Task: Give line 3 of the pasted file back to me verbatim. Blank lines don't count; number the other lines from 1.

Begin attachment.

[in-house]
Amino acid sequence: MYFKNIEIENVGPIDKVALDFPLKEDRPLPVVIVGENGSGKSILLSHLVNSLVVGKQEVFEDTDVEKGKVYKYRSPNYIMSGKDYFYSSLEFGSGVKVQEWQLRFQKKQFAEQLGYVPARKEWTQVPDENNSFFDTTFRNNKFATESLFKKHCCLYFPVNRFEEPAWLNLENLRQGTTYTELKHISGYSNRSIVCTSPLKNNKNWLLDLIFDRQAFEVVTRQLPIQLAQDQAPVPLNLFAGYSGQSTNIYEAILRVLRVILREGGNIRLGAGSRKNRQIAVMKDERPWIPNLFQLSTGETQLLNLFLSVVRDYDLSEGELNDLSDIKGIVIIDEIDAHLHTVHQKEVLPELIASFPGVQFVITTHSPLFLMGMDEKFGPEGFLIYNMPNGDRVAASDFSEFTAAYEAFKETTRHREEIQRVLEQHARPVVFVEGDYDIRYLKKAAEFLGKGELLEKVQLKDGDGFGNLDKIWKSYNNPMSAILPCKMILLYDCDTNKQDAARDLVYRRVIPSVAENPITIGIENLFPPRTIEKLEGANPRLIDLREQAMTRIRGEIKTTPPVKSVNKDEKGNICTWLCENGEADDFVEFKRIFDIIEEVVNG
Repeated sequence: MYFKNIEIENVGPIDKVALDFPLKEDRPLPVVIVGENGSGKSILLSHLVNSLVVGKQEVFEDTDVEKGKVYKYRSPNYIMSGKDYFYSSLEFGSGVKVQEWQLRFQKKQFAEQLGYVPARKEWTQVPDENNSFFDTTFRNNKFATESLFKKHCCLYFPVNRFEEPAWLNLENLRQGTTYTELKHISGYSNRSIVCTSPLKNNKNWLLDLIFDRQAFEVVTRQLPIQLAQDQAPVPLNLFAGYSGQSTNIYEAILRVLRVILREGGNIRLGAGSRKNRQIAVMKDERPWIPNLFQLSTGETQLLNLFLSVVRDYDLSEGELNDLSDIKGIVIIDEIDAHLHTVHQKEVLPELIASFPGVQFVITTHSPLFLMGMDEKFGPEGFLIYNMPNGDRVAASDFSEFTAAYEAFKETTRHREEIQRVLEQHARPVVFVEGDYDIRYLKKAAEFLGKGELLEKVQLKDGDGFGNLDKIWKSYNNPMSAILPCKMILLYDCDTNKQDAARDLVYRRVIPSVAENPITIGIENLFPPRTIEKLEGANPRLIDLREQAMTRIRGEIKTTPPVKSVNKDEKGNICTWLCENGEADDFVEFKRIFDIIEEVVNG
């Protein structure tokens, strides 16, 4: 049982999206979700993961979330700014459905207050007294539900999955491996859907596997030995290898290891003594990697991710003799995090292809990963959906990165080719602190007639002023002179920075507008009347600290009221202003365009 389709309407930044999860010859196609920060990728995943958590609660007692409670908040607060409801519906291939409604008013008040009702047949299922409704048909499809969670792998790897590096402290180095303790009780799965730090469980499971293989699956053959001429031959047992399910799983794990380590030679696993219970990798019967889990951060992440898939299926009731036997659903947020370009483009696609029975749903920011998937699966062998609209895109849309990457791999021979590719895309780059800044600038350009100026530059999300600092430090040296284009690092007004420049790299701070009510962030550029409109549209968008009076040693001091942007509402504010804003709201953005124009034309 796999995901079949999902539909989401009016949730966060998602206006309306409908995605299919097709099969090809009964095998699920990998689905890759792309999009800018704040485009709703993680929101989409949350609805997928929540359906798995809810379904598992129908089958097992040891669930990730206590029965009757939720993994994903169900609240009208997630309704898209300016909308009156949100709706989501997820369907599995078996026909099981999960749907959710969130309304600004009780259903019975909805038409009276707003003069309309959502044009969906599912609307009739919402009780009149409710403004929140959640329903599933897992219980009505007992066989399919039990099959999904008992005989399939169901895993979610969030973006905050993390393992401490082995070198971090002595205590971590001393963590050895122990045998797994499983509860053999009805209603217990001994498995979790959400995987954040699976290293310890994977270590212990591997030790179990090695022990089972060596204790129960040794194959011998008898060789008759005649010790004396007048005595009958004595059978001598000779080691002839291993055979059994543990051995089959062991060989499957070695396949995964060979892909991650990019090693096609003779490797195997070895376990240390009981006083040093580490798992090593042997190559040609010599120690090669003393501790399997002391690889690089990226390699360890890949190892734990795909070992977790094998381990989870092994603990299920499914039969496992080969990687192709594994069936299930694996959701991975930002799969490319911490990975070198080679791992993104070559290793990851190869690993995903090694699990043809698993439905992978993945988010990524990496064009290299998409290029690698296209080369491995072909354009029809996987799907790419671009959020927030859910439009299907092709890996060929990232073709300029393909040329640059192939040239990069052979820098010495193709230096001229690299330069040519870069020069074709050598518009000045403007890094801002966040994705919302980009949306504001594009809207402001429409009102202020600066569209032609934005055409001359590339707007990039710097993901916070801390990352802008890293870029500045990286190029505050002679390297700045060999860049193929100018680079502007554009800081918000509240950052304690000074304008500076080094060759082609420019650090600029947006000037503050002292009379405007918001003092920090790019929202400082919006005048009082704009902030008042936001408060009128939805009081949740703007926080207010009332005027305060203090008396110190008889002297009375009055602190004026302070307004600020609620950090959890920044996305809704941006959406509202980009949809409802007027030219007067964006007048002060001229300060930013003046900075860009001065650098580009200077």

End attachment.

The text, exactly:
Repeated sequence: MYFKNIEIENVGPIDKVALDFPLKEDRPLPVVIVGENGSGKSILLSHLVNSLVVGKQEVFEDTDVEKGKVYKYRSPNYIMSGKDYFYSSLEFGSGVKVQEWQLRFQKKQFAEQLGYVPARKEWTQVPDENNSFFDTTFRNNKFATESLFKKHCCLYFPVNRFEEPAWLNLENLRQGTTYTELKHISGYSNRSIVCTSPLKNNKNWLLDLIFDRQAFEVVTRQLPIQLAQDQAPVPLNLFAGYSGQSTNIYEAILRVLRVILREGGNIRLGAGSRKNRQIAVMKDERPWIPNLFQLSTGETQLLNLFLSVVRDYDLSEGELNDLSDIKGIVIIDEIDAHLHTVHQKEVLPELIASFPGVQFVITTHSPLFLMGMDEKFGPEGFLIYNMPNGDRVAASDFSEFTAAYEAFKETTRHREEIQRVLEQHARPVVFVEGDYDIRYLKKAAEFLGKGELLEKVQLKDGDGFGNLDKIWKSYNNPMSAILPCKMILLYDCDTNKQDAARDLVYRRVIPSVAENPITIGIENLFPPRTIEKLEGANPRLIDLREQAMTRIRGEIKTTPPVKSVNKDEKGNICTWLCENGEADDFVEFKRIFDIIEEVVNG